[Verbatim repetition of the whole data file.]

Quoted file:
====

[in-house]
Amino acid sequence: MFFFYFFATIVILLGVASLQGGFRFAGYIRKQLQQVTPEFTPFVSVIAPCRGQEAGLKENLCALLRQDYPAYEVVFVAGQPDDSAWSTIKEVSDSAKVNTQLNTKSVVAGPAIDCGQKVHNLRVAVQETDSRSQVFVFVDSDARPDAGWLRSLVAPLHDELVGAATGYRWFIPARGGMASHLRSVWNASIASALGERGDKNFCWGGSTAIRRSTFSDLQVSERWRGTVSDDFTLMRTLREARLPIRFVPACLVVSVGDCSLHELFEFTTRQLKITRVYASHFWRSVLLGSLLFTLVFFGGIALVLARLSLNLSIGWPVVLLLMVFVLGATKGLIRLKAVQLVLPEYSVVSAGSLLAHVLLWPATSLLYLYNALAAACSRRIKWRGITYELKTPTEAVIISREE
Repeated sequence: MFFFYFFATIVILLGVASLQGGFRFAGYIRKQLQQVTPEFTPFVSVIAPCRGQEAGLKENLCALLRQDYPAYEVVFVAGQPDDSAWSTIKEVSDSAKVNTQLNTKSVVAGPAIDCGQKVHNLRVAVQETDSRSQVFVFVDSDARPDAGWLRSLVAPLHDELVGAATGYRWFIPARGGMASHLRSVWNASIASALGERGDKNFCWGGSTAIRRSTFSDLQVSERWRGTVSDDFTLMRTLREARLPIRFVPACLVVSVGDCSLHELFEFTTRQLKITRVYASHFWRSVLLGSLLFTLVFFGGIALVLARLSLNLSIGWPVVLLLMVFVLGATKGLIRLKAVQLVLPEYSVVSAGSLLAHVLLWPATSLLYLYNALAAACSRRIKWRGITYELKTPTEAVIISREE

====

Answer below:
[in-house]
Amino acid sequence: MFFFYFFATIVILLGVASLQGGFRFAGYIRKQLQQVTPEFTPFVSVIAPCRGQEAGLKENLCALLRQDYPAYEVVFVAGQPDDSAWSTIKEVSDSAKVNTQLNTKSVVAGPAIDCGQKVHNLRVAVQETDSRSQVFVFVDSDARPDAGWLRSLVAPLHDELVGAATGYRWFIPARGGMASHLRSVWNASIASALGERGDKNFCWGGSTAIRRSTFSDLQVSERWRGTVSDDFTLMRTLREARLPIRFVPACLVVSVGDCSLHELFEFTTRQLKITRVYASHFWRSVLLGSLLFTLVFFGGIALVLARLSLNLSIGWPVVLLLMVFVLGATKGLIRLKAVQLVLPEYSVVSAGSLLAHVLLWPATSLLYLYNALAAACSRRIKWRGITYELKTPTEAVIISREE
Repeated sequence: MFFFYFFATIVILLGVASLQGGFRFAGYIRKQLQQVTPEFTPFVSVIAPCRGQEAGLKENLCALLRQDYPAYEVVFVAGQPDDSAWSTIKEVSDSAKVNTQLNTKSVVAGPAIDCGQKVHNLRVAVQETDSRSQVFVFVDSDARPDAGWLRSLVAPLHDELVGAATGYRWFIPARGGMASHLRSVWNASIASALGERGDKNFCWGGSTAIRRSTFSDLQVSERWRGTVSDDFTLMRTLREARLPIRFVPACLVVSVGDCSLHELFEFTTRQLKITRVYASHFWRSVLLGSLLFTLVFFGGIALVLARLSLNLSIGWPVVLLLMVFVLGATKGLIRLKAVQLVLPEYSVVSAGSLLAHVLLWPATSLLYLYNALAAACSRRIKWRGITYELKTPTEAVIISREE